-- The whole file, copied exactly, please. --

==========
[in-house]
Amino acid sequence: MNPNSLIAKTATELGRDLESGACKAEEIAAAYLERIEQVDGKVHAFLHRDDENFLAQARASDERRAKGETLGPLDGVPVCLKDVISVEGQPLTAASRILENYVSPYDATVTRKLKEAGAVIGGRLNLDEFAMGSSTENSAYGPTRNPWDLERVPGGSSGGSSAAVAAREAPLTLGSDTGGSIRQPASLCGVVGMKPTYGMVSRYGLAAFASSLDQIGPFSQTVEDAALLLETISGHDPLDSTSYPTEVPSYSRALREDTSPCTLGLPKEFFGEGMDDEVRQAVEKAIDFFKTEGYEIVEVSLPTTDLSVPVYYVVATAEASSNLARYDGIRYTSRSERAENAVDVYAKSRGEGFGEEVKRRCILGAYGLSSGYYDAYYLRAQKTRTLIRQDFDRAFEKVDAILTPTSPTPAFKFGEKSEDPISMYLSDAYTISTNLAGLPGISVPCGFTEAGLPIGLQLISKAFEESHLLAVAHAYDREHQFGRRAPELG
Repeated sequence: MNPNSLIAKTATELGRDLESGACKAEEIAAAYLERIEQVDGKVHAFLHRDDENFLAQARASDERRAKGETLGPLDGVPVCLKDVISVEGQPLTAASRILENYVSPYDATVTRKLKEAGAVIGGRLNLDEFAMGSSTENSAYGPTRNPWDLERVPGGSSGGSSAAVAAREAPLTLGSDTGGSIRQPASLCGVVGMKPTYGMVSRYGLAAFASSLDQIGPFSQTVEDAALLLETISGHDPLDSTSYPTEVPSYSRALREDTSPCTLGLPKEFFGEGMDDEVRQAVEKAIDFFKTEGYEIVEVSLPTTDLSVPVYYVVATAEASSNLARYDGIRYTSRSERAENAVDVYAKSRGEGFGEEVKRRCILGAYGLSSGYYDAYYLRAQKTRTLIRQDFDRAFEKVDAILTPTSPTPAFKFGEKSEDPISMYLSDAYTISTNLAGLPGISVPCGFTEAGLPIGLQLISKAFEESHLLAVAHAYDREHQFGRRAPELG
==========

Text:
[in-house]
Amino acid sequence: MNPNSLIAKTATELGRDLESGACKAEEIAAAYLERIEQVDGKVHAFLHRDDENFLAQARASDERRAKGETLGPLDGVPVCLKDVISVEGQPLTAASRILENYVSPYDATVTRKLKEAGAVIGGRLNLDEFAMGSSTENSAYGPTRNPWDLERVPGGSSGGSSAAVAAREAPLTLGSDTGGSIRQPASLCGVVGMKPTYGMVSRYGLAAFASSLDQIGPFSQTVEDAALLLETISGHDPLDSTSYPTEVPSYSRALREDTSPCTLGLPKEFFGEGMDDEVRQAVEKAIDFFKTEGYEIVEVSLPTTDLSVPVYYVVATAEASSNLARYDGIRYTSRSERAENAVDVYAKSRGEGFGEEVKRRCILGAYGLSSGYYDAYYLRAQKTRTLIRQDFDRAFEKVDAILTPTSPTPAFKFGEKSEDPISMYLSDAYTISTNLAGLPGISVPCGFTEAGLPIGLQLISKAFEESHLLAVAHAYDREHQFGRRAPELG
Repeated sequence: MNPNSLIAKTATELGRDLESGACKAEEIAAAYLERIEQVDGKVHAFLHRDDENFLAQARASDERRAKGETLGPLDGVPVCLKDVISVEGQPLTAASRILENYVSPYDATVTRKLKEAGAVIGGRLNLDEFAMGSSTENSAYGPTRNPWDLERVPGGSSGGSSAAVAAREAPLTLGSDTGGSIRQPASLCGVVGMKPTYGMVSRYGLAAFASSLDQIGPFSQTVEDAALLLETISGHDPLDSTSYPTEVPSYSRALREDTSPCTLGLPKEFFGEGMDDEVRQAVEKAIDFFKTEGYEIVEVSLPTTDLSVPVYYVVATAEASSNLARYDGIRYTSRSERAENAVDVYAKSRGEGFGEEVKRRCILGAYGLSSGYYDAYYLRAQKTRTLIRQDFDRAFEKVDAILTPTSPTPAFKFGEKSEDPISMYLSDAYTISTNLAGLPGISVPCGFTEAGLPIGLQLISKAFEESHLLAVAHAYDREHQFGRRAPELG